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Article

Lesson Study in Improving the Role of E-Portfolio on the Metacognitive Skill and Concept Comprehension: A Study on Cell Biology Subject in IKIP PGRI Madiun, Indonesia

1Faculty of Mathematics and Natural Science Education, IKIP PGRI MADIUN, Madiun, Indonesia

2Faculty of Mathematics and Science, State University of Malang, Malang, Indonesia


American Journal of Educational Research. 2014, 2(10), 919-924
DOI: 10.12691/education-2-10-11
Copyright © 2014 Science and Education Publishing

Cite this paper:
Marheny Lukitasari, Herawati Susilo, Ibrohim, A. Duran Corebima. Lesson Study in Improving the Role of E-Portfolio on the Metacognitive Skill and Concept Comprehension: A Study on Cell Biology Subject in IKIP PGRI Madiun, Indonesia. American Journal of Educational Research. 2014; 2(10):919-924. doi: 10.12691/education-2-10-11.

Correspondence to: A.  Duran Corebima, Faculty of Mathematics and Science, State University of Malang, Malang, Indonesia. Email: durancorebima@yahoo.com

Abstract

The purpose of the study was to examine the potency of the implementation of e-portfolio supported by the implementation of Lesson Study to improve the metacognitive skill and concept comprehension of Cell Biology. The activities of the lesson study aimed for developing and enhancing e-portfolio implementation habit carried out done seventh times with the same Cell Biology material. The study was followed by quasi experimental study conducted on two classes, consisting of 26 and 27 students. One class underwent seven meetings of portfolio and another class underwent seven meetings of e-portfolio. The data of the study related to the concept comprehension were obtained by valid and reliable pretest and posttest. The data related to the metacognitive skill were obtained too by the pretest and posttest supported by a special rubric. The data of the lesson study were analyzed qualitatively. The data of the quasi experimental study were analyzed by ANACOVA test, to uncover the difference between the two treatments. The results of the study showed that there were significant effects of the implemented treatment on the metacognitive skill and the cell biology concept comprehension of the students. The average score of the metacognitive skill of e-portfolio class supported by lesson study was 39,4% higher than that of the portfolio class. The average score of the concept comprehension of e-portfolio class supported by lesson study was 15% higher than that of the portfolio class without lesson study. The implementation of lesson study was significantly effective in improving the metacognitive skill and the concept comprehension of e-portfolio class compared to that of portfolio class, regardless the previous research reported that the implementation of e-portfolio had unsignificant effect.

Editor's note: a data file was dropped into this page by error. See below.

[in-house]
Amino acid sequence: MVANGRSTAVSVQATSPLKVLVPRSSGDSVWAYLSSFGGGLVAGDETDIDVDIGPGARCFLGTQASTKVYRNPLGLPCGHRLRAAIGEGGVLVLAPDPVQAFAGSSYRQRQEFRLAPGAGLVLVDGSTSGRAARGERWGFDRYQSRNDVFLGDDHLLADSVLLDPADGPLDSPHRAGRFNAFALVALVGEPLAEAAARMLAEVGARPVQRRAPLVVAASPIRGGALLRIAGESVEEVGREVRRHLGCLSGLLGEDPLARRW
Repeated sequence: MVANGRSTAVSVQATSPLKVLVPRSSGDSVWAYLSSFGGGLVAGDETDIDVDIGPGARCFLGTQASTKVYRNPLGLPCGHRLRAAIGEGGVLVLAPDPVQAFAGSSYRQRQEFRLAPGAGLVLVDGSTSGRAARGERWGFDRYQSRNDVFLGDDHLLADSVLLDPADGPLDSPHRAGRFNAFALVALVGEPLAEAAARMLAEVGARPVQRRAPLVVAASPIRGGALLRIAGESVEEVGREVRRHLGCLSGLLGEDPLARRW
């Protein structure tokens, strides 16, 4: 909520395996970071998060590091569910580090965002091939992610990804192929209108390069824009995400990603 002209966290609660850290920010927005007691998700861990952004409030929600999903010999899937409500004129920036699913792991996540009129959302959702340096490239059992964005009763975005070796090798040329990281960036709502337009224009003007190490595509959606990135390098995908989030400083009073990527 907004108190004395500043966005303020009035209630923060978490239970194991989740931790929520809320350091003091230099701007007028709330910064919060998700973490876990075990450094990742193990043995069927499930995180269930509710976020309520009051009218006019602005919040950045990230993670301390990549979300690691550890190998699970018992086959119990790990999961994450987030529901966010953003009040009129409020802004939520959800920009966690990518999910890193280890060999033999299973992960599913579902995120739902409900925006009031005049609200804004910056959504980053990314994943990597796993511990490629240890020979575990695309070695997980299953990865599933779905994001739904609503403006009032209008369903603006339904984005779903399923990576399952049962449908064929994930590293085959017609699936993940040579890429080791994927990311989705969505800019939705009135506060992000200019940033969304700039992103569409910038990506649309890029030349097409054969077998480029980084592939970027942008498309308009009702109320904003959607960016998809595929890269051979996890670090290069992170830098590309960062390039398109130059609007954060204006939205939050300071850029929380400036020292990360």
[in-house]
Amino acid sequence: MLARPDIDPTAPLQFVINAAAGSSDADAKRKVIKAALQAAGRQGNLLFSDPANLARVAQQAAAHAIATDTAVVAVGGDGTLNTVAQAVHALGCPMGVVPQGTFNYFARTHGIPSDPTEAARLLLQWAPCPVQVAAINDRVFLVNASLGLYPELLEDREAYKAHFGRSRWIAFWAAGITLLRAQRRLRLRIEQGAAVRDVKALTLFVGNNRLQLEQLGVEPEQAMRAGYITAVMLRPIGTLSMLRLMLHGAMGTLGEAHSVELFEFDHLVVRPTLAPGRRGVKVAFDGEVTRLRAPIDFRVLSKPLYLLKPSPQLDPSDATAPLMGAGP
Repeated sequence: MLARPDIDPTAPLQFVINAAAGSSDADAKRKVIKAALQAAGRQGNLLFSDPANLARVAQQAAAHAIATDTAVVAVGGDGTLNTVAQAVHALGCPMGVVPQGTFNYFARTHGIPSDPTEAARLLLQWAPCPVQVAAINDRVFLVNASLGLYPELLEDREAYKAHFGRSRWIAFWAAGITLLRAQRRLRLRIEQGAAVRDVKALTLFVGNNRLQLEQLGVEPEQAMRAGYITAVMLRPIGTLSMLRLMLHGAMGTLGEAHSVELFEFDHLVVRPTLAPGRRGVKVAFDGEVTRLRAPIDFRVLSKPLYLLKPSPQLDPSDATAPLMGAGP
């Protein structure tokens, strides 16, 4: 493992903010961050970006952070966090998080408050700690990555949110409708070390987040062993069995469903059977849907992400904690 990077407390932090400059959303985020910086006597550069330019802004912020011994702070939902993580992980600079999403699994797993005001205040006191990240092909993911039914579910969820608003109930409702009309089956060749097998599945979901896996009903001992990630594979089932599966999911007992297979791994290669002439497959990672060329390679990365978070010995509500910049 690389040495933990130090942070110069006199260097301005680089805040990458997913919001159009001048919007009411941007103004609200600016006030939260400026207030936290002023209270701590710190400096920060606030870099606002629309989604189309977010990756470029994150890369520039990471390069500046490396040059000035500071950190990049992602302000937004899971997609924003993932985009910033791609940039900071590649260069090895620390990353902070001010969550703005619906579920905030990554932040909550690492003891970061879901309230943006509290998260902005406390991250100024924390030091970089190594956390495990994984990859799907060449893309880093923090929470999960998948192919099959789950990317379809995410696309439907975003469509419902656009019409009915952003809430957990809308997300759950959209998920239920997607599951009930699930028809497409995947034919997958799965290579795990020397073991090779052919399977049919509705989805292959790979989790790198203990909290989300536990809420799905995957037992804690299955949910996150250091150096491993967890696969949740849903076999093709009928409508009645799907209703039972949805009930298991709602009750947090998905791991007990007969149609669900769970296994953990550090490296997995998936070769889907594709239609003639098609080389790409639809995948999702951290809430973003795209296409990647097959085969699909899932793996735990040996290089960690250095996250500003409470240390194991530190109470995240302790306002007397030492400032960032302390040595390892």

Keywords

References

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Article

Complex System Theory and College English Teaching Developments

1School of Foreign Languages, University of Jinan, Jinan City, China

2Room 704, No. 8 Building, No. 155-2, Yingxuongshan Road, Jinan City, Shandong Province, China


American Journal of Educational Research. 2014, 2(10), 925-931
DOI: 10.12691/education-2-10-12
Copyright © 2014 Science and Education Publishing

Cite this paper:
Liang Aimin, Cong Rizen. Complex System Theory and College English Teaching Developments. American Journal of Educational Research. 2014; 2(10):925-931. doi: 10.12691/education-2-10-12.

Correspondence to: Liang  Aimin, School of Foreign Languages, University of Jinan, Jinan City, China. Email: sfl_liangam@ujn.edu.cn

Abstract

Complex systems are composed of elements or agents that are of many different types and that interact in different ways. Complex System Theory, originating in the fields of physics and mathematics, and also popularly known as Chaos Theory or Dynamic System Theory, attempts to describe the interactions of different elements and agents with the features of heterogeneity, dynamics, openness, adaptation, non-linearity, and sensitive dependence on initial conditions etc and supplies new perspectives to the researches of Applied Linguistics. This article tries to reveal the prospect of the application of Complex System Theory in College English Teaching of China with the purpose to explore effective approaches to its developments of the following elements: such as, needs analysis, teaching objectives, teaching materials, testing, teaching models and evaluations.

Keywords